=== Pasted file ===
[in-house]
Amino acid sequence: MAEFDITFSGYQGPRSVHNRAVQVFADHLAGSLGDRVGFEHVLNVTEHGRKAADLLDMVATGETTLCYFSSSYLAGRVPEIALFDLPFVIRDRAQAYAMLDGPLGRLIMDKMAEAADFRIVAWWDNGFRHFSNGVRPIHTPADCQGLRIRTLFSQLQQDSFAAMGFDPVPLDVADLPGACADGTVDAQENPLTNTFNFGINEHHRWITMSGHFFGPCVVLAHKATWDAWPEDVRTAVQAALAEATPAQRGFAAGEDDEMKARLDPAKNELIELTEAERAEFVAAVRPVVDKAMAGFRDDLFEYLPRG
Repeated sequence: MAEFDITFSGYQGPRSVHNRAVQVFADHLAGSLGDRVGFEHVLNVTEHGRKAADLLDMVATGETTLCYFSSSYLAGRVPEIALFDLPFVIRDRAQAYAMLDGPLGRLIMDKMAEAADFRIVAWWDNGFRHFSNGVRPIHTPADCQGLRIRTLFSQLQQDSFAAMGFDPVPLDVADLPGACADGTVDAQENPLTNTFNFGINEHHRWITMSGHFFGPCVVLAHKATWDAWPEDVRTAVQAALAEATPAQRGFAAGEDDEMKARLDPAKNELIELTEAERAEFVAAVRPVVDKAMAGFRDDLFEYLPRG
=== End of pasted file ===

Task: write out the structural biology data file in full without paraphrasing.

[in-house]
Amino acid sequence: MAEFDITFSGYQGPRSVHNRAVQVFADHLAGSLGDRVGFEHVLNVTEHGRKAADLLDMVATGETTLCYFSSSYLAGRVPEIALFDLPFVIRDRAQAYAMLDGPLGRLIMDKMAEAADFRIVAWWDNGFRHFSNGVRPIHTPADCQGLRIRTLFSQLQQDSFAAMGFDPVPLDVADLPGACADGTVDAQENPLTNTFNFGINEHHRWITMSGHFFGPCVVLAHKATWDAWPEDVRTAVQAALAEATPAQRGFAAGEDDEMKARLDPAKNELIELTEAERAEFVAAVRPVVDKAMAGFRDDLFEYLPRG
Repeated sequence: MAEFDITFSGYQGPRSVHNRAVQVFADHLAGSLGDRVGFEHVLNVTEHGRKAADLLDMVATGETTLCYFSSSYLAGRVPEIALFDLPFVIRDRAQAYAMLDGPLGRLIMDKMAEAADFRIVAWWDNGFRHFSNGVRPIHTPADCQGLRIRTLFSQLQQDSFAAMGFDPVPLDVADLPGACADGTVDAQENPLTNTFNFGINEHHRWITMSGHFFGPCVVLAHKATWDAWPEDVRTAVQAALAEATPAQRGFAAGEDDEMKARLDPAKNELIELTEAERAEFVAAVRPVVDKAMAGFRDDLFEYLPRG